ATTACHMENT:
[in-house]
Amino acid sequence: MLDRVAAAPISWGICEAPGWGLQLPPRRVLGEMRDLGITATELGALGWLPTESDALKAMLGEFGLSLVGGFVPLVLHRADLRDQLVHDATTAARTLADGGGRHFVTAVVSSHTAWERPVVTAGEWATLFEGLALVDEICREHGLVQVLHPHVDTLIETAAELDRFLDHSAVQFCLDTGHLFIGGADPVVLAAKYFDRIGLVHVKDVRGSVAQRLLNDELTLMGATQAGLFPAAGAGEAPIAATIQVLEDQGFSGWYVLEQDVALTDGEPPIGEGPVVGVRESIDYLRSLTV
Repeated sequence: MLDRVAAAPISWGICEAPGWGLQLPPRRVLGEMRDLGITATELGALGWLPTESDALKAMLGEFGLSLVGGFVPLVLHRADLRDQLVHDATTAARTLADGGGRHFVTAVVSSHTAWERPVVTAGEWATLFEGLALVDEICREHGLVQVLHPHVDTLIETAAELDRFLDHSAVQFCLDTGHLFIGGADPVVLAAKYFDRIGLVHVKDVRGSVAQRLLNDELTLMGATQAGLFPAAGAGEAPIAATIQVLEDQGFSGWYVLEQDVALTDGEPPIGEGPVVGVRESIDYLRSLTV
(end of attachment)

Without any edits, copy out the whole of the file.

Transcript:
[in-house]
Amino acid sequence: MLDRVAAAPISWGICEAPGWGLQLPPRRVLGEMRDLGITATELGALGWLPTESDALKAMLGEFGLSLVGGFVPLVLHRADLRDQLVHDATTAARTLADGGGRHFVTAVVSSHTAWERPVVTAGEWATLFEGLALVDEICREHGLVQVLHPHVDTLIETAAELDRFLDHSAVQFCLDTGHLFIGGADPVVLAAKYFDRIGLVHVKDVRGSVAQRLLNDELTLMGATQAGLFPAAGAGEAPIAATIQVLEDQGFSGWYVLEQDVALTDGEPPIGEGPVVGVRESIDYLRSLTV
Repeated sequence: MLDRVAAAPISWGICEAPGWGLQLPPRRVLGEMRDLGITATELGALGWLPTESDALKAMLGEFGLSLVGGFVPLVLHRADLRDQLVHDATTAARTLADGGGRHFVTAVVSSHTAWERPVVTAGEWATLFEGLALVDEICREHGLVQVLHPHVDTLIETAAELDRFLDHSAVQFCLDTGHLFIGGADPVVLAAKYFDRIGLVHVKDVRGSVAQRLLNDELTLMGATQAGLFPAAGAGEAPIAATIQVLEDQGFSGWYVLEQDVALTDGEPPIGEGPVVGVRESIDYLRSLTV